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Xavier Veilhan - Rays
Xavier Veilhan - Rays
Xavier Veilhan - Rays
Xavier Veilhan - Rays
Xavier Veilhan - Rays
  • Load image into Gallery viewer, Xavier Veilhan - Rays
  • Load image into Gallery viewer, Xavier Veilhan - Rays
  • Load image into Gallery viewer, Xavier Veilhan - Rays
  • Load image into Gallery viewer, Xavier Veilhan - Rays
  • Load image into Gallery viewer, Xavier Veilhan - Rays

Xavier Veilhan - Rays

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Published by JRP | Ringier, 2014
Hardcover, 64 pages
23.5 x 31.5 cm | 9.25 x 12.4 in
Text in English by Edwin A. Abbott

ISBN: 9783037643280

From the publisher:

Since the mid-1990s, French artist Xavier Veilhan has created an acclaimed body of works defined by his interest both in the vocabulary of modernity (speed, motion, urban life, etc.) and in classical statuary—to which he has given his own contemporary reinterpretation. He uses a large array of materials and techniques to produce three-dimensional portraits and landscapes, bestiary and architectures that always oscillate between the familiar and the extraordinary.

Since 2011, he has been working on “Rays,” an on-going series of works formulated as a tribute to Jesús Rafael Soto and Fred Sandback. Dealing with the possibilities of representation and the question of display—two important issues in his practice—these works are immersive and optical environments that play with scale, light, shadows, and ephemeral architecture. They have been presented in numerous institutions and public spaces, including Le Corbusier’s “Cité Radieuse” in Marseille, Sheats Goldstein Residence in Los Angeles, Hatfield House (UK), La Conservera in Murcia, and French architect Claude Parent’s Sainte-Bernadette-du-Banlay in Nevers (France).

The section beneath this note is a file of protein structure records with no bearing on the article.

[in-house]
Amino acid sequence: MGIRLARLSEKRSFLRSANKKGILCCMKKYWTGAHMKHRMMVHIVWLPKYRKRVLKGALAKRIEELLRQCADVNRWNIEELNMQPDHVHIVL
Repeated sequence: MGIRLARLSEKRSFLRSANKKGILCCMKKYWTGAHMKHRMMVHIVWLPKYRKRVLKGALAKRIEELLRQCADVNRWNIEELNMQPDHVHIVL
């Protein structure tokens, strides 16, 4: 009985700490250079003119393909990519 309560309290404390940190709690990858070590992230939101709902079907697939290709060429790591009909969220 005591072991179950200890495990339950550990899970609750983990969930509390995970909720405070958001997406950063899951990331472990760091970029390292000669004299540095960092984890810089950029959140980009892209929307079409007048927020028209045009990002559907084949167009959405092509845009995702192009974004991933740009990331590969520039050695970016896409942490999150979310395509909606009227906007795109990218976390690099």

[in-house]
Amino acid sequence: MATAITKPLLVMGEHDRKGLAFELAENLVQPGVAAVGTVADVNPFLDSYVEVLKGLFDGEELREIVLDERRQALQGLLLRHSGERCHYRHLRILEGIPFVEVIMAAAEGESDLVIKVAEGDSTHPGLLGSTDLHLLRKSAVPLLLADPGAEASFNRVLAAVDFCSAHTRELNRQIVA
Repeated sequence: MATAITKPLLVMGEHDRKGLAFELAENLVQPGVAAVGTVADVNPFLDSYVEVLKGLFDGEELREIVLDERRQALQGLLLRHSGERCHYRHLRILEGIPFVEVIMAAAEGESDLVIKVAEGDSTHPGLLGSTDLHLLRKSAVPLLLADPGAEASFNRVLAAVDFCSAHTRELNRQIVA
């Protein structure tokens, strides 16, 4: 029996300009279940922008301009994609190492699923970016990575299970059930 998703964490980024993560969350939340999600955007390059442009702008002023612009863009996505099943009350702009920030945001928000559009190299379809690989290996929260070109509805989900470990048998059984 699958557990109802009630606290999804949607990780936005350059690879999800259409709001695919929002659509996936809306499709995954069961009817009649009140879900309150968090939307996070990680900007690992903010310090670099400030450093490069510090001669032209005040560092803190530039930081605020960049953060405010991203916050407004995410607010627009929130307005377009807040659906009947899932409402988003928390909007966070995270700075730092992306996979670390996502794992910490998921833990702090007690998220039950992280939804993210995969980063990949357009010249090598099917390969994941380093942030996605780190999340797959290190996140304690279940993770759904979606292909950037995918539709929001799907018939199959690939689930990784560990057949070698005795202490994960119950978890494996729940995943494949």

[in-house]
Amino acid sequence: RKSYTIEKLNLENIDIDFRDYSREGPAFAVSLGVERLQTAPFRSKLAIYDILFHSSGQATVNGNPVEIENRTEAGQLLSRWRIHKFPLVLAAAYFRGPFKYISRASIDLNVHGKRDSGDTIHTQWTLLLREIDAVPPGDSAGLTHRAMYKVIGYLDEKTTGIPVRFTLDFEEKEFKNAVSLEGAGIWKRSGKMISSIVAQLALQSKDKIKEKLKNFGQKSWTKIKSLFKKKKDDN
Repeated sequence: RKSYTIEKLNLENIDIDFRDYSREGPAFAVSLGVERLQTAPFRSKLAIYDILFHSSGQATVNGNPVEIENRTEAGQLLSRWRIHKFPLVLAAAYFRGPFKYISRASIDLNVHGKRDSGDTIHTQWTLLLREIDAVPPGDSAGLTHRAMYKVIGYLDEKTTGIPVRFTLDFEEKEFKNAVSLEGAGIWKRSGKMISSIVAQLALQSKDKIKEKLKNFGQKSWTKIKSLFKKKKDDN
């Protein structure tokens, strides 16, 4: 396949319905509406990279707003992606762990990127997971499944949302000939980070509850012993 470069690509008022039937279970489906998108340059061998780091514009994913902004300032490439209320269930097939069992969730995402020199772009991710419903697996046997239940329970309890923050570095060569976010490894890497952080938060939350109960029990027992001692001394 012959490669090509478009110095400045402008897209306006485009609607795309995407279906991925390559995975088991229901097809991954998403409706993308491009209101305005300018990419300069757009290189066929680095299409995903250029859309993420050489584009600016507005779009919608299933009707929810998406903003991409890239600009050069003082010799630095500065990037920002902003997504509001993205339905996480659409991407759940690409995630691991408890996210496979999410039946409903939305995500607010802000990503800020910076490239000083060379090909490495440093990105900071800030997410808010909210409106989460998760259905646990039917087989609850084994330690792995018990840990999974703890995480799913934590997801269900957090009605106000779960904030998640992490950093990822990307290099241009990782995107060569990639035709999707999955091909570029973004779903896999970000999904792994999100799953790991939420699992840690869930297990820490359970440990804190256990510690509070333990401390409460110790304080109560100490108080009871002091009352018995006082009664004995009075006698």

Along with extensive photographic documentation of the successive “Rays” installations, this artist’s book also presents preliminary sketches and Veilhan’s iconographic research into scientific imagery, architectural references, and artistic figures. An excerpt from the masterpiece of 19th-century scientific literature “Flatland: A Romance of Many Dimensions” written in 1884 by Edwin A. Abbott gives another glimpse into Veilhan’s inspiration for “Rays.”